With the passage of the Patient Protection and Affordable Care Act and the subsequent amendment by the Health Care and Education Affordability Reconciliation Act, employers are now facing major changes to the health care benefit packages. Many of the changes do not take effect until 2014, but there are some items which become effective January 1, 2011. (For health care plans with plan years beginning October, November or December, these changes are effective with the start of those new plan years.) This article will focus on the major changes that an employer needs to consider as part of the planning process for next year.
- Adult Child Coverage: All group health plans, whether self-insured or fully insured, must continue dependent coverage until the child turns age 26. The tax law has also been amended such that this extension of coverage will not result in imputed income regardless of whether the adult child is a dependent for tax purposes of the employee. The law does not require that the child of an adult child (grandchild of the employee) be covered under the group health plan. Note: Minnesota law had previously required fully insured plans to cover these adult children, so this is only a change for Minnesota employers that had self-insured health plans.
- Lifetime Benefit Limits: All group health plans, whether self-insured or fully insured, may not establish lifetime limits on the “essential health benefits.” (Regulations will be issued defining “essential health benefits.”) Lifetime limits can be applied to non-essential health benefits.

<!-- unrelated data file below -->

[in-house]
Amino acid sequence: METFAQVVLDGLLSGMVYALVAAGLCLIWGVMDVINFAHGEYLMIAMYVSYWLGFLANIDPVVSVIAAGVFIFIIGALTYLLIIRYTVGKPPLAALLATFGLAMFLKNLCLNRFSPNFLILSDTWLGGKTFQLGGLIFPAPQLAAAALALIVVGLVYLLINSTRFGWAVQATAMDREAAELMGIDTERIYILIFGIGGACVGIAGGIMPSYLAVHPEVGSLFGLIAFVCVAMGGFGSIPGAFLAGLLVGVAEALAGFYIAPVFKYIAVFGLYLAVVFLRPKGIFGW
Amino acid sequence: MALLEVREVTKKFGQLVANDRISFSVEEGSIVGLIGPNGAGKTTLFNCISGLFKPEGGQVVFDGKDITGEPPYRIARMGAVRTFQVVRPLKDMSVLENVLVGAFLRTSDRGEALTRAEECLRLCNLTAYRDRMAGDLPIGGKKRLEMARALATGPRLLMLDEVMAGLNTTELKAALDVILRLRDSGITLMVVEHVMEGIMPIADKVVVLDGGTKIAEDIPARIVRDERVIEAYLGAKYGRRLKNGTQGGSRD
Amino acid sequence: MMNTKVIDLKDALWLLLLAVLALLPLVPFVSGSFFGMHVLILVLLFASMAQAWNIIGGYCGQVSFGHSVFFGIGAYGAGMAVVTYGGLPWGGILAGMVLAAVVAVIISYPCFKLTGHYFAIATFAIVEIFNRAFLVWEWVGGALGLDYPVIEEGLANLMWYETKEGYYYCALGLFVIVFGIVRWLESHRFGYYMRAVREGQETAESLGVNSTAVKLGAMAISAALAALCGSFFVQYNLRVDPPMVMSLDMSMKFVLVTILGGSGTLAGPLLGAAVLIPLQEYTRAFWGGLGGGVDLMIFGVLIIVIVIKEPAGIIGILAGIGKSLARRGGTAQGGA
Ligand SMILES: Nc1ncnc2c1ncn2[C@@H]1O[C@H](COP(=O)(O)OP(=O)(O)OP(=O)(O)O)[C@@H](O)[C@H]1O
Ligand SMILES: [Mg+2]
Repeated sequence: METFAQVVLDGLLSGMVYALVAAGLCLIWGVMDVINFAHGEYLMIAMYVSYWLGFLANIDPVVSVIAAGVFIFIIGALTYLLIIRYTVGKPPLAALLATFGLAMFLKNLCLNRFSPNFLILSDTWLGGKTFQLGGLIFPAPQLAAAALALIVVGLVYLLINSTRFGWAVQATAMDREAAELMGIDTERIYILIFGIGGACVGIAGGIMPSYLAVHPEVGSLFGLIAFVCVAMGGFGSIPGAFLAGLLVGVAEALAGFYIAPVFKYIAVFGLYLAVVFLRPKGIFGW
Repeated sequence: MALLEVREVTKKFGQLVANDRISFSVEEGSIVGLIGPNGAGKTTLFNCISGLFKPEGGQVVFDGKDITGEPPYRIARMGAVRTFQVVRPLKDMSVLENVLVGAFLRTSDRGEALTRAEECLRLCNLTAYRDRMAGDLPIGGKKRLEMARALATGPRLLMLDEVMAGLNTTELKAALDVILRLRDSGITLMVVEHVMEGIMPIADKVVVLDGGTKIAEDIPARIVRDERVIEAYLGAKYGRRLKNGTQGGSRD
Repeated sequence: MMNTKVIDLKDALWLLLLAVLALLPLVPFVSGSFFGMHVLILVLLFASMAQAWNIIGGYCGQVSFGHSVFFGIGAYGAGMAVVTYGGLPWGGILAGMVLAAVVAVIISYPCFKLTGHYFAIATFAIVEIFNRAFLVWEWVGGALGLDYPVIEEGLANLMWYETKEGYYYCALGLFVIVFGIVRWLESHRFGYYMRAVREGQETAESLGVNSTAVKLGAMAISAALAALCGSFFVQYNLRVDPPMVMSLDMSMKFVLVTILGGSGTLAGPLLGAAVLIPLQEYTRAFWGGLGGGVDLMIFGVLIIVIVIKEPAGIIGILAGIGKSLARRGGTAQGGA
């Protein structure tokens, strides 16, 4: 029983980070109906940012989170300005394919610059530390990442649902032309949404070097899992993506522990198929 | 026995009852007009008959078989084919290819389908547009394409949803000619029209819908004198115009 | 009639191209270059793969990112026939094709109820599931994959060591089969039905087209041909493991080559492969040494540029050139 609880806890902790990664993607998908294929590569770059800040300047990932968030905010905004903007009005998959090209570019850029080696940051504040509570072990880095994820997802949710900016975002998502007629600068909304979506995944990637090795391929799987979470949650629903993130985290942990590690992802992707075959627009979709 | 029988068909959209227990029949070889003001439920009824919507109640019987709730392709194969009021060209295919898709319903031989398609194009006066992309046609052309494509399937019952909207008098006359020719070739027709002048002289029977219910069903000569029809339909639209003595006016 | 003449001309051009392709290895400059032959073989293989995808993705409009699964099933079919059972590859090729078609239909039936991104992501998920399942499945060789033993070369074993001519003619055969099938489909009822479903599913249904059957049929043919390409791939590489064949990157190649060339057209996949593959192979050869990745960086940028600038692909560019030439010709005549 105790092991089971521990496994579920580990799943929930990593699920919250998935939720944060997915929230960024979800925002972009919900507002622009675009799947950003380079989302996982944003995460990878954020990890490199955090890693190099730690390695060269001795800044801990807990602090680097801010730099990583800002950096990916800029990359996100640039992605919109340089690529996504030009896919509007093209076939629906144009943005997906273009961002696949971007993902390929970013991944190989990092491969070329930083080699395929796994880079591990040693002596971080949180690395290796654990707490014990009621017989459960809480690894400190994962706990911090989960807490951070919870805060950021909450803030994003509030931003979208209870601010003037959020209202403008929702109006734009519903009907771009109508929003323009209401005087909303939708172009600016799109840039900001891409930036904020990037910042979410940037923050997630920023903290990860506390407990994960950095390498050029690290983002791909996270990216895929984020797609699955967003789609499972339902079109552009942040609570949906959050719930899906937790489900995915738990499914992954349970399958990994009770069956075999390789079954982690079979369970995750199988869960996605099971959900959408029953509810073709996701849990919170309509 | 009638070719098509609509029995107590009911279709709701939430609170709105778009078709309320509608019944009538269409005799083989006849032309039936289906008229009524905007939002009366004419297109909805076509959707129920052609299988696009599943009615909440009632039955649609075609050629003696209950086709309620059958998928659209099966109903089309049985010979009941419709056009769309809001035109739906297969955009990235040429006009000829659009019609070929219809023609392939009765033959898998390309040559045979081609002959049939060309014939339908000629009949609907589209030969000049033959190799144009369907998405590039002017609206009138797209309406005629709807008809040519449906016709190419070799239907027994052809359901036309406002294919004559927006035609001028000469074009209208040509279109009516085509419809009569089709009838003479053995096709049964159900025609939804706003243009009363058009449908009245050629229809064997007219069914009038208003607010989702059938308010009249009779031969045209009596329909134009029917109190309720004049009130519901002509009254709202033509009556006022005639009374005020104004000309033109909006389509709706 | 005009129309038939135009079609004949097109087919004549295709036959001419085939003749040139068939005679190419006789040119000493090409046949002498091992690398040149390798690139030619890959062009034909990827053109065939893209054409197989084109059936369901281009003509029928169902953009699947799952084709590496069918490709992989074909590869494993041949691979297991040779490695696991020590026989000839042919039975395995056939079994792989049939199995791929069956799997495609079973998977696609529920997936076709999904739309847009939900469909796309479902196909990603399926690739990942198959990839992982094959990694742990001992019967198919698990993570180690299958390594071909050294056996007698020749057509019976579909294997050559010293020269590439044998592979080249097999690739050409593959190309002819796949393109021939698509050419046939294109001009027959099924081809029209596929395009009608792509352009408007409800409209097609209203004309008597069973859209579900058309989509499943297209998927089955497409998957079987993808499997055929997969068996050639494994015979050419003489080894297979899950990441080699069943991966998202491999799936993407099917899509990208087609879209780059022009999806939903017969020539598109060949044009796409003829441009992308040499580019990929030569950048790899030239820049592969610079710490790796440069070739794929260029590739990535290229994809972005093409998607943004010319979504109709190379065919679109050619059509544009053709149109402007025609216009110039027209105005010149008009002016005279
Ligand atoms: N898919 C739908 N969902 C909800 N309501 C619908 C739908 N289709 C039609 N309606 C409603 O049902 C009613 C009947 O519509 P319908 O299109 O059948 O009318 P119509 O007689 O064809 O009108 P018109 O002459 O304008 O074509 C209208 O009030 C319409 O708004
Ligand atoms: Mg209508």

- Annual Coverage Limits: All group health plans, whether self-insured or fully insured, may have “reasonable” annual limits placed on “essential health benefits” until 2014, at which time there can be no annual limits on those benefits.
- Prohibition of Rescission of Coverage: All group health plans, whether self-insured or fully insured, will be prohibited from rescinding coverage of a participant except for incidents of fraud.
- Preexisting Condition: All group health plans, whether self-insured or fully insured, may not impose any preexisting condition exclusions on children under age 19. Beginning in 2014, no preexisting conditions will be permitted for any participant or dependent.
- Over-the-counter medication: Health Flexible Savings Accounts (FSA), Health Savings Accounts (HSA), and Health reimbursement Arrangements (HRA) will no longer be permitted to reimburse participants for over the counter medicines unless prescribed by a physician.
- Health Savings Accounts: The tax penalty on any HSA withdrawal for reasons other than the reimbursement of qualified medical expenses prior to age 65 will increase to 20 percent.
- Cost Ratio Requirements: A Health Insurance Issuer of a Group Health Plan must provide an annual rebate if the ratio of the amount of the premium revenue spent on both clinical services to enrollees and activities that improve healthcare quality is less than 85 percent. The ratio is reduced to 80 percent in the small market. (This requirement is not applicable to self-funded Group Health Plans.)
- Small Employer Tax Credit: Effective for 2010, an employer with no more than 25 full-time employees and average wages of less than $50,000 may be eligible for a tax credit. The employer must provide health insurance for the employees and pay at least 50 percent of the total premium. The tax credit in 2010-2013 equals up to 35 percent of the employer’s premium cost.
There are other changes that apply to any new health plans that are established after the bill was signed into law (March 23, 2010) which are not addressed in this article. In addition, there are many other changes which will take effect between 2011 and 2014. We will provide information on those changes in future articles, as well as additional information as the regulations are issued that provide more detail on the actual operation of some of these features.